Effect of Breed of Sire on Performance and Carcass
Characteristics of Beef Cattle


Jon Schoonmaker and Vern Anderson

NDSU Carrington Research Extension Center



Worldwide, there are more than 250 breeds of beef cattle. Over 60 of these breeds are present in the United States and approximately 20 constitute a majority of the genetics utilized in the U.S. for commercial beef production. The breed, or combination of breeds used in a breeding program have a significant impact on the efficiency and profitability of the beef enterprise. Breed influences mature size, reproductive efficiency, and maternal ability of the cow, as well as growth rate and carcass characteristics of calves. Nutritional requirements and production costs are also related to breed. Therefore selecting appropriate breeds to be used in a breeding program is an important decision for beef cattle producers.


In the past 25 years, considerable research has been conducted to characterize and compare the major beef breeds in the U.S. The most comprehensive studies have been conducted at the U.S. Meat Animal Research Center in Clay Center, NE. Since 1970, over 30 breeds have been evaluated in a common environment and management system for various performance traits (Cundiff et al., 2004). The report presented here describes breed differences seen on a much smaller population of animals located at the Carrington Research Extension Center.



Five sire breeds have been used at the Carrington Research Extension center dating back to 1987. Ten Hereford bulls and five Tarentaise bulls were used from 1987 to 1991, 24 Red Angus bulls were used from 1987 to 2004, 15 Limousin bulls were used from 1992 to 2001, and three South Devon bulls were used from 1998 to 2004. Sires were procured from area breeders and natural matings allowed for 45 to 50 days (from early June to mid July). Cows were bred to a different breed sire to maximize the positive traits of the breeds used in the cross. Cows calved from late February through early May.  Cows were fed in open drylot pens with fenceline bunk feeding throughout the year.  Cows were used in research trials evaluating feeding and management strategies at various times of the year.  When not on a trial, cows were fed a least-cost ration consisting of co-product feeds available in the region.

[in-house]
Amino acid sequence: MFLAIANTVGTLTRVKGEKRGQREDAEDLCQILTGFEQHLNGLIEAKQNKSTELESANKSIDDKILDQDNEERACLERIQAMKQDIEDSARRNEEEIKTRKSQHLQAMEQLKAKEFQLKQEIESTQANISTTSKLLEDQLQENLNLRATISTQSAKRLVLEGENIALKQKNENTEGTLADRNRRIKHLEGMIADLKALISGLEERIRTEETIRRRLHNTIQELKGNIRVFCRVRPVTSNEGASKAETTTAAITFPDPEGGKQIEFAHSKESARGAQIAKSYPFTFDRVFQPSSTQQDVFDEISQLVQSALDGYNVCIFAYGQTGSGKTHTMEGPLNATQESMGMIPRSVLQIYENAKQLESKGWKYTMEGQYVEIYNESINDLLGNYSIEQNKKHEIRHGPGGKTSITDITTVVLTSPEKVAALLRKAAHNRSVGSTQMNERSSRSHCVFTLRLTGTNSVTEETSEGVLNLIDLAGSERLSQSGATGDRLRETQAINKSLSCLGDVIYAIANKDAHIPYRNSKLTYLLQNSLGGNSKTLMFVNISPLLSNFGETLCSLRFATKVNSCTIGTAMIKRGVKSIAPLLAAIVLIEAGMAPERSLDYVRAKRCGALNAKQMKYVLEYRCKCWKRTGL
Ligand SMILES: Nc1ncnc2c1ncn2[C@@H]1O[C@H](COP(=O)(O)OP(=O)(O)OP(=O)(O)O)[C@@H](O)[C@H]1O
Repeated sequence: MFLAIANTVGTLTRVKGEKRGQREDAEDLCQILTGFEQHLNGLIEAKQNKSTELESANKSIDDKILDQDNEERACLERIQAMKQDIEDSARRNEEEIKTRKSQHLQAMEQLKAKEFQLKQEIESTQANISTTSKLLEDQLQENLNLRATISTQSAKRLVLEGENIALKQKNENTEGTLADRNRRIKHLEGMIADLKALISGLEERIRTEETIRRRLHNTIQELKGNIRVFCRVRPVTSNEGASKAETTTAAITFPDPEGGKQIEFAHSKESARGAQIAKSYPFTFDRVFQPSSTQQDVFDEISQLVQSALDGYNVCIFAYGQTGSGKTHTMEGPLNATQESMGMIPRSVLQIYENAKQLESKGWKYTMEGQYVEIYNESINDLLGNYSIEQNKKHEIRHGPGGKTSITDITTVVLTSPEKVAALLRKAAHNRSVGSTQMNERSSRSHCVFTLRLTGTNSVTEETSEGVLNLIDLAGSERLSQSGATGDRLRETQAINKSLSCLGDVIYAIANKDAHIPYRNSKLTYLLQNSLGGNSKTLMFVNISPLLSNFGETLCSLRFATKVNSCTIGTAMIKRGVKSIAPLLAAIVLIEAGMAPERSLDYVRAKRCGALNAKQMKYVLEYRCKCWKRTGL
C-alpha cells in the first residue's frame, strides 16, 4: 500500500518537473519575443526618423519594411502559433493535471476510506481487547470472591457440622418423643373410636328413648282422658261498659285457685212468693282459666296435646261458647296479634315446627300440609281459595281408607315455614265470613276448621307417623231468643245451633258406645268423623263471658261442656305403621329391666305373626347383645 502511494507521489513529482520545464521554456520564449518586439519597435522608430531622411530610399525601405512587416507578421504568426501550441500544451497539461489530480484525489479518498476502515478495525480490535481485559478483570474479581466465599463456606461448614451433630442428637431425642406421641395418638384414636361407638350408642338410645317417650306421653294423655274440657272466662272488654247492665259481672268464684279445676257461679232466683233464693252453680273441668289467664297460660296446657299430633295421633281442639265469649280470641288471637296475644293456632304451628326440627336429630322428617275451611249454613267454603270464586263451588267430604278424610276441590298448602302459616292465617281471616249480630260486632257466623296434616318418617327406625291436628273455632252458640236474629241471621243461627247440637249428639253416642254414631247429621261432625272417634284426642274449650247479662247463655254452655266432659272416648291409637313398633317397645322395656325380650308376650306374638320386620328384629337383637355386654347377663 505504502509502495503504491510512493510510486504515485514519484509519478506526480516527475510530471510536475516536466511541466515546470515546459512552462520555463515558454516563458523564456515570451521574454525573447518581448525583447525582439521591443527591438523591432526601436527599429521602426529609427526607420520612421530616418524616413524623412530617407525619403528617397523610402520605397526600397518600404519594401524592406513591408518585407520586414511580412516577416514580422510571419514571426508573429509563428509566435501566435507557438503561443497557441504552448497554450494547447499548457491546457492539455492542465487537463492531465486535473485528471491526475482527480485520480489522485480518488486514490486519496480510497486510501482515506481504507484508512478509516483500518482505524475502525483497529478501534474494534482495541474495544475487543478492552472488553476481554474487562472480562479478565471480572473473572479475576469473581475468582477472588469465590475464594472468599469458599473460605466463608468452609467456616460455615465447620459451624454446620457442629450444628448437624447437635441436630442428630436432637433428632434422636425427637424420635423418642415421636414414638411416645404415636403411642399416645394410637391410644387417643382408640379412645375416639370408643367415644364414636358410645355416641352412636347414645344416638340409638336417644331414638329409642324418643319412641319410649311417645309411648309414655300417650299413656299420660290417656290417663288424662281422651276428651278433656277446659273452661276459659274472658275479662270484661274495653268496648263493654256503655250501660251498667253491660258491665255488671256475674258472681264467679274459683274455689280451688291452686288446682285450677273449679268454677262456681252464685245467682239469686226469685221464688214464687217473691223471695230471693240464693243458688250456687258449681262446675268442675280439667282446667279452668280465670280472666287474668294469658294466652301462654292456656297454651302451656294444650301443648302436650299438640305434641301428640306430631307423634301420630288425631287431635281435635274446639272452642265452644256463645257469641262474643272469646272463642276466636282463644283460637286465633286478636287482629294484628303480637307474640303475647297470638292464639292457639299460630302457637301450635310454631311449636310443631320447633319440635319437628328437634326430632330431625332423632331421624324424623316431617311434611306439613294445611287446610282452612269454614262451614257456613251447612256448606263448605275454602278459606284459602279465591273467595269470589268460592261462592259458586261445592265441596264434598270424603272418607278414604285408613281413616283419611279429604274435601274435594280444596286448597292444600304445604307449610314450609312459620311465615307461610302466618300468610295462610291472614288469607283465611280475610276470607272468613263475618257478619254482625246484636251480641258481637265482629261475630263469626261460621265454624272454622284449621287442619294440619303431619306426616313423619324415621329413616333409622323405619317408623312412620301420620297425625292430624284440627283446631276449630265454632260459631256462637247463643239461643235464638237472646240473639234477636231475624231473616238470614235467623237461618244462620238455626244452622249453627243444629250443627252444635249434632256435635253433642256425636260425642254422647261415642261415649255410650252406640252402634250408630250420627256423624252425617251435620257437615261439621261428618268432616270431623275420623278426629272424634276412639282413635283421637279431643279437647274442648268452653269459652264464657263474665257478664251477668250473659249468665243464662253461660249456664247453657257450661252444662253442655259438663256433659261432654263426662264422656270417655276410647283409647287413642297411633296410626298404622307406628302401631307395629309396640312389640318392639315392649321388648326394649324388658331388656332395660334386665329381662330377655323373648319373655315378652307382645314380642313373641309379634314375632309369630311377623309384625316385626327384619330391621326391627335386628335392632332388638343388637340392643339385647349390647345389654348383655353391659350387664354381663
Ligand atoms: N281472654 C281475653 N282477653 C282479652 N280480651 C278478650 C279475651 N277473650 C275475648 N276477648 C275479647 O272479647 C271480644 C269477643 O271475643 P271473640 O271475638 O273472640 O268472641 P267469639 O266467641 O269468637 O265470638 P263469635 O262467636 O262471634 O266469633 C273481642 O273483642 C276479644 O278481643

All calves were weighed, and bull calves castrated within 48 hours of birth.  Calves were weaned at approximately 170 days of age, and weights were adjusted to a constant age of 205 days.  Heifers were retained, but were not used in research trials, thus growth data was not collected and little information is available on heifer calf performance.  Steers were also retained and were randomly allotted, along with purchased calves, to various feedlot trial treatments.  Steers were implanted and fed in open drylot pens.  Steers were fed a growing ration for approximately three months with high grain finishing diets offered until marketing in April.  Cattle were marketed and slaughtered at various packing plants.  Carcass data was collected only in years when the research trial objectives were specifically linked to meat quality.  Research protocols regarding animal care followed guidelines recommended in the Guide for the Care and Use of Agricultural Animals in Agricultural Research and Teaching (FASS, 1998).


Data were pooled across years and subjected to a one-way analysis of variance as a completely randomized design using the GLM procedures of SAS (Version 8.0; SAS Inst. Inc., Cary, NC).  Planned pair-wise comparisons (least significant difference) were used to separate treatment least square means when the F-test was significant (P < 0.05).  The model included effects due to breed of sire, and individual animal was the experimental unit.


Results and Discussion